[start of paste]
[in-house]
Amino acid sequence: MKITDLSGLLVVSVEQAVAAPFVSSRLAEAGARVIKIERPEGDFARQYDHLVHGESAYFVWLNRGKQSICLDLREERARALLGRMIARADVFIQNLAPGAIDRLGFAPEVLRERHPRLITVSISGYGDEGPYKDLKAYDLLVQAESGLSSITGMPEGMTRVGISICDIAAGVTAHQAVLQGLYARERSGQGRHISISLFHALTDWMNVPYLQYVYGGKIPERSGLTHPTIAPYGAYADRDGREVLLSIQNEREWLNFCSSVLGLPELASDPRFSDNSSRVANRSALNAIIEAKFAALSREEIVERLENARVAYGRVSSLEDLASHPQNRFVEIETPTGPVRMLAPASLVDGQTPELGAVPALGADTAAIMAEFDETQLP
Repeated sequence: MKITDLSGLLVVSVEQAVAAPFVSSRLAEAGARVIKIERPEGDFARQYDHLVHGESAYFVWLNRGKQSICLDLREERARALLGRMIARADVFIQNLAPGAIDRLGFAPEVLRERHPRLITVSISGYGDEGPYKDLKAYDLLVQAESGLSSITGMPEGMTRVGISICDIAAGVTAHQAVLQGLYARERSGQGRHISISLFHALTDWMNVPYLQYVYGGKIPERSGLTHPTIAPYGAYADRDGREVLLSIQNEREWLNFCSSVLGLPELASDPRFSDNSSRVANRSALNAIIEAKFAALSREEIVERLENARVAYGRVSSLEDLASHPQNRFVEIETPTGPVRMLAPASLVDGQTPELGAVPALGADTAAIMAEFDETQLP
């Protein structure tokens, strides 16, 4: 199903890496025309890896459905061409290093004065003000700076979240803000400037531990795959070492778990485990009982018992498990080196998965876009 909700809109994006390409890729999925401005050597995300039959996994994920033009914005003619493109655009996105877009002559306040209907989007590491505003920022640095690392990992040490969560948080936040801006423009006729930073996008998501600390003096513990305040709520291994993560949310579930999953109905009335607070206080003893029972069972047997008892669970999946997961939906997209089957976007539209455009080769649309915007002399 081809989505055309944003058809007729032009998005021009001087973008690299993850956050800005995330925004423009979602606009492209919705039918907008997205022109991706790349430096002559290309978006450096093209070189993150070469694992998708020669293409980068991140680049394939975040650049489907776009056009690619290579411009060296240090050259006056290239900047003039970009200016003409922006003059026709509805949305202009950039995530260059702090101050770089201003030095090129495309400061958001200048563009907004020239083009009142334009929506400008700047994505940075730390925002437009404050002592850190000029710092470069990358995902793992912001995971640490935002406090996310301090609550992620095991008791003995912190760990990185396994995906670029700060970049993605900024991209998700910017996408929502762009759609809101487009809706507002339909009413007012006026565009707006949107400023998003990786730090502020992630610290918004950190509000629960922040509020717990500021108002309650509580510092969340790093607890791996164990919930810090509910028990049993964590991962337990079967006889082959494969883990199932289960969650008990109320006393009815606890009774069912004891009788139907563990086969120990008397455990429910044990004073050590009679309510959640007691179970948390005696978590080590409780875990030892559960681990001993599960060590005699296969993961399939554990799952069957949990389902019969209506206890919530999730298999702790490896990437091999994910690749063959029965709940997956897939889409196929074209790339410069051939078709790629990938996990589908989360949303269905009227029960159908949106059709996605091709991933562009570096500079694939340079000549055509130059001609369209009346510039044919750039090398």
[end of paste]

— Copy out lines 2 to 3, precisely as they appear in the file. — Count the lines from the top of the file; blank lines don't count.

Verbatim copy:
Amino acid sequence: MKITDLSGLLVVSVEQAVAAPFVSSRLAEAGARVIKIERPEGDFARQYDHLVHGESAYFVWLNRGKQSICLDLREERARALLGRMIARADVFIQNLAPGAIDRLGFAPEVLRERHPRLITVSISGYGDEGPYKDLKAYDLLVQAESGLSSITGMPEGMTRVGISICDIAAGVTAHQAVLQGLYARERSGQGRHISISLFHALTDWMNVPYLQYVYGGKIPERSGLTHPTIAPYGAYADRDGREVLLSIQNEREWLNFCSSVLGLPELASDPRFSDNSSRVANRSALNAIIEAKFAALSREEIVERLENARVAYGRVSSLEDLASHPQNRFVEIETPTGPVRMLAPASLVDGQTPELGAVPALGADTAAIMAEFDETQLP
Repeated sequence: MKITDLSGLLVVSVEQAVAAPFVSSRLAEAGARVIKIERPEGDFARQYDHLVHGESAYFVWLNRGKQSICLDLREERARALLGRMIARADVFIQNLAPGAIDRLGFAPEVLRERHPRLITVSISGYGDEGPYKDLKAYDLLVQAESGLSSITGMPEGMTRVGISICDIAAGVTAHQAVLQGLYARERSGQGRHISISLFHALTDWMNVPYLQYVYGGKIPERSGLTHPTIAPYGAYADRDGREVLLSIQNEREWLNFCSSVLGLPELASDPRFSDNSSRVANRSALNAIIEAKFAALSREEIVERLENARVAYGRVSSLEDLASHPQNRFVEIETPTGPVRMLAPASLVDGQTPELGAVPALGADTAAIMAEFDETQLP